• multiple assignment applications to different assignees;
  • helping others or trademark agencies to file any of the above abnormal applications; and
  • any other acts which violate the principles of honesty and good faith or disrupt the market order.

Non-Use Actions

Filing non-use cancellations is a simple and cost-effective approach to pirated marks, and can be quite effective against warehousers holding dozens of pirated registrations. Unlike the other three options above, the sole condition here is that the mark under attack has already been registered three years. As well, and positively, the burden to produce use evidence or prove an excusable cause for non-use falls on the registrant. In practice, the Beijing Higher People’s Court (the second-instance court for trademark prosecution cases) requires that there must be actual use of the mark and true intent to use. Scarce, nominal, or occasional use of a mark is not sufficient to maintain the registration.

Hostage Negotiations

Victimised brand owners may also consider confronting the pirate to try to negotiate a voluntary withdrawal (unlikely …) or assignment (for a price …) of the pirated mark. Whilst distasteful, a purchased assignment is nearly always the fastest solution and if low enough, the price could end up significantly cheaper than the longer-term legal costs from a fight.

Last but not least, given the likelihood that the pirate may simply refile in the name of another applicant with cleaner records, brand owners are strongly advised to file their own trademark applications in China as soon as possible in conjunction with any attacks on the pirated mark. Even in cases where settlement is reached, there is always the risk that the pirate may not assign or withdraw the registration quickly, or even that the PRC Trademark Office (“TMO”) might reject an application for assignment of the mark due to the pirate’s bad faith (making the mark invalid ab initio).

Defending Pirates’ Attacks on Supply and/or Distribution Networks

1. Analysis of Risk Factors

a) Threats of Infringement

Any manufacture or sale of products bearing a pirated brand in China puts the brand owner and its commercial partners at risk. For example, the pirate could readily file an administrative complaint against the brand owner’s manufacturers or distributors with the local Market Supervision Bureaux (“MSB”) or criminal complaints with the local Public Security Bureaux (“police”). Raids resulting in the detention and destruction of “infringing” goods and tools, imposition of fines up to five times the amount of illegal sale, and in the worst-case scenario, imprisonment – where the value of seized/sold goods exceed relevant criminal thresholds – could all ensue.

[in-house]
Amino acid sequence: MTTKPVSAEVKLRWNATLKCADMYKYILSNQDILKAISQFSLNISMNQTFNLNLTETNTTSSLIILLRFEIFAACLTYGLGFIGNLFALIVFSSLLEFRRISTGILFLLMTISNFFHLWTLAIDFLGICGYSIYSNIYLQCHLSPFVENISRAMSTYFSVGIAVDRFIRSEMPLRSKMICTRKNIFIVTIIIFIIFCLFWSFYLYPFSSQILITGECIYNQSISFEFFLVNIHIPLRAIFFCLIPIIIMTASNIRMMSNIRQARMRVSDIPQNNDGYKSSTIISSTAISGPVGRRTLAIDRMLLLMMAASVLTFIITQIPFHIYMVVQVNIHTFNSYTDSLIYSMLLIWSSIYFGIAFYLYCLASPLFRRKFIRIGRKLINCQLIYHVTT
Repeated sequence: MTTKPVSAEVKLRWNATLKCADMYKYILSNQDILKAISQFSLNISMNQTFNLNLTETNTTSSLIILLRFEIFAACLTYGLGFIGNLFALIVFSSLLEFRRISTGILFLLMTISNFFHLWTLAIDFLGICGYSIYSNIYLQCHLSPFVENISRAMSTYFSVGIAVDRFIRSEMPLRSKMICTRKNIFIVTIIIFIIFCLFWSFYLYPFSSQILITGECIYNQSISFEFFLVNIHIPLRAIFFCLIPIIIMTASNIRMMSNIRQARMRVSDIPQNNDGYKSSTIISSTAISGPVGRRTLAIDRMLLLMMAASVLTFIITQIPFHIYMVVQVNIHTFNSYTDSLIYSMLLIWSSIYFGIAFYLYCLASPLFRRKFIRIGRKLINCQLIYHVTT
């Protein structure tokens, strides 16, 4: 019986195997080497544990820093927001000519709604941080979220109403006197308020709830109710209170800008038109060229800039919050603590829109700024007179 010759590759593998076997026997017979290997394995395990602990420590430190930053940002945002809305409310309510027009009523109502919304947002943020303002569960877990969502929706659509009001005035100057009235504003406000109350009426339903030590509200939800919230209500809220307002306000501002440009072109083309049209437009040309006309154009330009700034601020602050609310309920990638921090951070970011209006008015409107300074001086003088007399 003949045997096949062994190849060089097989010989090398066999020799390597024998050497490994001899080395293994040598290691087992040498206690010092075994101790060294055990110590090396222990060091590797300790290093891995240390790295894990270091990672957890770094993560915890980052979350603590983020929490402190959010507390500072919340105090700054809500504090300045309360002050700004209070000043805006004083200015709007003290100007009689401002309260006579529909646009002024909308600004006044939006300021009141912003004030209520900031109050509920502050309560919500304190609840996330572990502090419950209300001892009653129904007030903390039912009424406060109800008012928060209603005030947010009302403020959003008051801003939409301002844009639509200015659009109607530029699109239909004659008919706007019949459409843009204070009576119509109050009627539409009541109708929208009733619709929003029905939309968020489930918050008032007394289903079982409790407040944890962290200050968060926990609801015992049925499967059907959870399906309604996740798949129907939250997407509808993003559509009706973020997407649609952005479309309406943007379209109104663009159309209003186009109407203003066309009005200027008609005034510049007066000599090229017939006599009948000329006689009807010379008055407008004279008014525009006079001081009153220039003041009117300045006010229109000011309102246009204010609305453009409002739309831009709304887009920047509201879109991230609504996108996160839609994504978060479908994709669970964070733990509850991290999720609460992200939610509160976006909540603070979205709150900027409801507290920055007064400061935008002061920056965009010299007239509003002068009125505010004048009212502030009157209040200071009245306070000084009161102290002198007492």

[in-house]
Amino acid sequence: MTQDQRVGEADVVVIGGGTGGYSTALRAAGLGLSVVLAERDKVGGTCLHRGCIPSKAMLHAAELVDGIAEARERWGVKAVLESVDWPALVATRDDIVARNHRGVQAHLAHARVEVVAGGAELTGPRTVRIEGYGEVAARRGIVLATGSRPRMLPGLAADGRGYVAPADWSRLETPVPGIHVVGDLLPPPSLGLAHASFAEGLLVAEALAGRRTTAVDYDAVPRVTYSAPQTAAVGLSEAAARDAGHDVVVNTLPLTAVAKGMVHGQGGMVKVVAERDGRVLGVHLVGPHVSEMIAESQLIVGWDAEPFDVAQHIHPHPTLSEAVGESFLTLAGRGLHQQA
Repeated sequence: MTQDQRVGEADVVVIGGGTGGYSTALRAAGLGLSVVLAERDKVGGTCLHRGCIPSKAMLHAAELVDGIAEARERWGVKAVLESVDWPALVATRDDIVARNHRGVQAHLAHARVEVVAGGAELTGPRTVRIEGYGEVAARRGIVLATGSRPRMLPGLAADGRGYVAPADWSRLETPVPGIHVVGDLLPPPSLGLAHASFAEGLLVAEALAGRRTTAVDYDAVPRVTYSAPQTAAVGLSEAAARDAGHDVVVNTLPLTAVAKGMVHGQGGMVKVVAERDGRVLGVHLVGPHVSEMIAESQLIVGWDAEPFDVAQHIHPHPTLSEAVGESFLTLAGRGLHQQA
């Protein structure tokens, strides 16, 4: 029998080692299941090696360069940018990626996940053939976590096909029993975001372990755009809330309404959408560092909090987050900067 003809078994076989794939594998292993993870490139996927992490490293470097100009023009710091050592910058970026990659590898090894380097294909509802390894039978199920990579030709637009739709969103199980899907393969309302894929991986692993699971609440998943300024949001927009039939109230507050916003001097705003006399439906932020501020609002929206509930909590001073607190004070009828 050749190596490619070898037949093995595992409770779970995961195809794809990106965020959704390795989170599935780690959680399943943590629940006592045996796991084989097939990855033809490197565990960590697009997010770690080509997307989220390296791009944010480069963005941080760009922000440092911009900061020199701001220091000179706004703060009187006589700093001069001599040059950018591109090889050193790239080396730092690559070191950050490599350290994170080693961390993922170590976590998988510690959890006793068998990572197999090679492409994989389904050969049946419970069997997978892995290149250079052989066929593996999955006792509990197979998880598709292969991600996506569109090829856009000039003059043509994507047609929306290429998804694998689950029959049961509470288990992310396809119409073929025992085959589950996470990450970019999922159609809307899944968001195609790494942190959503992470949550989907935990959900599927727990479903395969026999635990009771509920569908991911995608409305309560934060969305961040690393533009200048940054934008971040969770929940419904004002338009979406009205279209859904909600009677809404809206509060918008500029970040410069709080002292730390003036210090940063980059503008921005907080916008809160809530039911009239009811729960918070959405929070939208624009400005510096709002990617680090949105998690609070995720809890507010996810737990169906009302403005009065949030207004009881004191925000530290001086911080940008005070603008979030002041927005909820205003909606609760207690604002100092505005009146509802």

Civil proceedings could also be filed by the pirate, with courts ordering permanent injunctions against further manufacture and/or sale, as well as the payment of compensation. The impact on brand owners varies depending on the nature of their products’ use.

b) Distribution of Products in China

Anyone who has fought a trademark recovery action in China will know that such actions are almost never fast or cheap. Indeed, it is not at all uncommon for trademark fights in China against committed pirates to stretch on for years. For example, the fight for the MANOLO BLAHNIK trademark dragged on for nearly twenty years.[1]

During the fight, the disruption to the brand owner’s supply chain and distribution network could be significant. If the pirate decides to organise a raid against the brand owner’s partners, and even if the MSB is empathetic, significant work will still be required to defend the case, and could require disclosure to authorities of information to prove the true history of use of the brand: information that the brand owner may wish to keep confidential, such as the identity and location of factories, warehouses, and distributors, historical sales records, etc.

Meanwhile, it is possible that the MSB may halt sales of branded products pending a resolution of the dispute regarding a pirated mark. For example, in 2012, Apple’s iPads were pulled off the shelves in cities throughout China due to an administrative complaint filed by the registrant of the “IPAD” trademark. In the end, iPads were effectively unable to be sold in China until Apple settled with the registrant for a stunning US$60 million. This case is clearly an outlier, but when these situations occur, brand owners always need to balance a settlement payment against possible loss of revenue, as well as goodwill, due to delays in delivery of the ordered goods to customers, loss of sales, and of course, the potential loss of reputation and goodwill.

c) Manufacture of Products for Export